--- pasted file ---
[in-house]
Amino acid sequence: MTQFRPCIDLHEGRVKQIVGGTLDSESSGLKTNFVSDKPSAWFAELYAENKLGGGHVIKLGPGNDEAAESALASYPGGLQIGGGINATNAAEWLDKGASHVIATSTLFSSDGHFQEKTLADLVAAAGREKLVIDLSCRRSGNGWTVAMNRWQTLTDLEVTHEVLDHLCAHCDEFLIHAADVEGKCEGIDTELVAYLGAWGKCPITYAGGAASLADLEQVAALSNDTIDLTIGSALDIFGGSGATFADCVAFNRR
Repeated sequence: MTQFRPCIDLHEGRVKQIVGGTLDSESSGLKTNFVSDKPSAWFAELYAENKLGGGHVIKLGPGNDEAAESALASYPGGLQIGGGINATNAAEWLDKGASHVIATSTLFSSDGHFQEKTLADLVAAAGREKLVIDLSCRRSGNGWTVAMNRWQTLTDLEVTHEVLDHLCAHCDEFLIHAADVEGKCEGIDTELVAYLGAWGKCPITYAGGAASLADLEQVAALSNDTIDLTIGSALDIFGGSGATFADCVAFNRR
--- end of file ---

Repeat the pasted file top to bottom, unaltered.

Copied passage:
[in-house]
Amino acid sequence: MTQFRPCIDLHEGRVKQIVGGTLDSESSGLKTNFVSDKPSAWFAELYAENKLGGGHVIKLGPGNDEAAESALASYPGGLQIGGGINATNAAEWLDKGASHVIATSTLFSSDGHFQEKTLADLVAAAGREKLVIDLSCRRSGNGWTVAMNRWQTLTDLEVTHEVLDHLCAHCDEFLIHAADVEGKCEGIDTELVAYLGAWGKCPITYAGGAASLADLEQVAALSNDTIDLTIGSALDIFGGSGATFADCVAFNRR
Repeated sequence: MTQFRPCIDLHEGRVKQIVGGTLDSESSGLKTNFVSDKPSAWFAELYAENKLGGGHVIKLGPGNDEAAESALASYPGGLQIGGGINATNAAEWLDKGASHVIATSTLFSSDGHFQEKTLADLVAAAGREKLVIDLSCRRSGNGWTVAMNRWQTLTDLEVTHEVLDHLCAHCDEFLIHAADVEGKCEGIDTELVAYLGAWGKCPITYAGGAASLADLEQVAALSNDTIDLTIGSALDIFGGSGATFADCVAFNRR